Interactive System Architecture
The XEROX Star, X, the MacIntosh and Microsoft Windows together have defined how people will interact with computers for two decades. The screen, keyboard, mouse, windows architecture has been the basis for an explosion of interactive development. However, with the advent of mobile computing, new screen technology, and new interactive devices that architecture is no longer adequate. Interactive systems architecture is caught in a local maximum that industry is not likely to escape unaided.
The system architecture defines what is easy to develop. It also defines what kinds of services can be implemented pervasively across many applications. Cut, copy and paste redefined how applications interoperate. Many more such pervasive features are possible but they rely upon innovative new architectures to support them.
Radical variation in display sizes are becoming the norm rather than a laboratory rarity. Applications must move between tiny cell phone screens to rooms with ten or more large displays. Computing power is portable and steadily increasing but adaptation to display capacity is severely limited. New display technologies will be wireless, dynamically assembled by users and widely varying among the many parts of a user’s life. The architecture must reflect this.
For the last 20 years new interactive techniques and devices have been invented, evaluated and demonstrated. These include, touch with multiple fingers, pens, gestures, new menu techniques and other approaches. Few of these interactive modalities have been deployed because the interactive system architecture cannot support them. If an input cannot be made to look like a keyboard or mouse the new technique cannot be used without rewriting all of the applications. New more flexible system models for interaction are required.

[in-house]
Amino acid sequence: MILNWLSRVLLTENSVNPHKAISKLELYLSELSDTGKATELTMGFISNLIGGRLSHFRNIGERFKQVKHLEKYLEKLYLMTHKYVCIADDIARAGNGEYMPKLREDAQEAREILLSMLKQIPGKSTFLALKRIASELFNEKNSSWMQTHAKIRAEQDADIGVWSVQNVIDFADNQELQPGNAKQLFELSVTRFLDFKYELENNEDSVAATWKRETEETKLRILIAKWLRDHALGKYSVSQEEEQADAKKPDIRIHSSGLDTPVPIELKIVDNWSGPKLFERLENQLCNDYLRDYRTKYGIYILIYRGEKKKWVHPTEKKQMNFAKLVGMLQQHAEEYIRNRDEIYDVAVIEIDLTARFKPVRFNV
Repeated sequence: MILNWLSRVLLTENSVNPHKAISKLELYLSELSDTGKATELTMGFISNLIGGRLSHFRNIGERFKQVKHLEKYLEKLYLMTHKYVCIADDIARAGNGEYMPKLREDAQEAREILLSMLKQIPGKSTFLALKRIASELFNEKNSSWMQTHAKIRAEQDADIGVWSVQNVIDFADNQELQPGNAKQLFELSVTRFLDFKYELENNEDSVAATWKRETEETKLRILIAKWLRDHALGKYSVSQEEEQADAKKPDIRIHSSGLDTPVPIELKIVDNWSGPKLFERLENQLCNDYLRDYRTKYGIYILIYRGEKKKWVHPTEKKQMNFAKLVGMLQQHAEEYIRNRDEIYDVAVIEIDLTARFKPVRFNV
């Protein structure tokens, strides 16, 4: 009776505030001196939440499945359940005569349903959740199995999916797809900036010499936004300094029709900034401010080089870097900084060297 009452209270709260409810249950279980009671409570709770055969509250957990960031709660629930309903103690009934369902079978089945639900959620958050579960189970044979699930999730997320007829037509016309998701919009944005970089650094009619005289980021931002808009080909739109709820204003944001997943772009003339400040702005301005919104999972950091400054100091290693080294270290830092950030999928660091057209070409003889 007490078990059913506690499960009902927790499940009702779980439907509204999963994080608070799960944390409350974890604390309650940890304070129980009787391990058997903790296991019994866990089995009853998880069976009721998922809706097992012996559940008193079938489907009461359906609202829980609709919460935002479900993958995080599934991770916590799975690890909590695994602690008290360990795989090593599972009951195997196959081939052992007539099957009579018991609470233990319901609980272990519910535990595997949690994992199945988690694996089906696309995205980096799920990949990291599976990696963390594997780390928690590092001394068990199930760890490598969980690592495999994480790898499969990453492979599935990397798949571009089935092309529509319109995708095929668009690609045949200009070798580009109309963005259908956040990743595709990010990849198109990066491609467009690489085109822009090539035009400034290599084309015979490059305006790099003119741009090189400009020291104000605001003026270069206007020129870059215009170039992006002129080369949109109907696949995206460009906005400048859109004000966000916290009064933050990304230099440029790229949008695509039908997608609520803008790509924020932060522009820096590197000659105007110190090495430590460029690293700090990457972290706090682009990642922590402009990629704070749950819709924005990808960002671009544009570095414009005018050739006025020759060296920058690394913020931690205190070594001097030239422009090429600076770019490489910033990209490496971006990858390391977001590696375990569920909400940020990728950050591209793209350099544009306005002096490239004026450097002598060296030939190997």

The architecture for interactive applications designed for one user, on one device. This does not reflect modern reality with many people individually owning and using many computing devices to work with diverse groups of people from many parts of their lives. Users interact in a many person, many device world but the underlying interactive system does not reflect this very human behavior.
Virtually every interactive application eventually divulges all of its information in the form of pictures. This makes information visible to people. However, this information is invisible or inaccessible to other programs. People can see information and can want to use it in other ways but such use must always be manual with individual labor because there is no architecture for sharing visual information between programs in effective ways. This architectural deficiency is particularly glaring when one attempts to assist users and leverage their abilities using machine learning algorithms.
Direct manipulation is the dominant interactive paradigm today. However, direct manipulation cannot handle the massive amount of information available to today’s user. Intelligent, learning-based assistance must amplify human effort. However, new interactive architectures are required to facilitate such assistance to reach into interactive applications to seek information or to perform actions on behalf of users.
Dan Olsen – Brigham Young University
Andy Wilson – Microsoft Research
Celine Latulipe – University of North Carolina, Charlotte
Date: August 11-13, 2010
Location: Jackson Hole, Wyoming, Snake River Lodge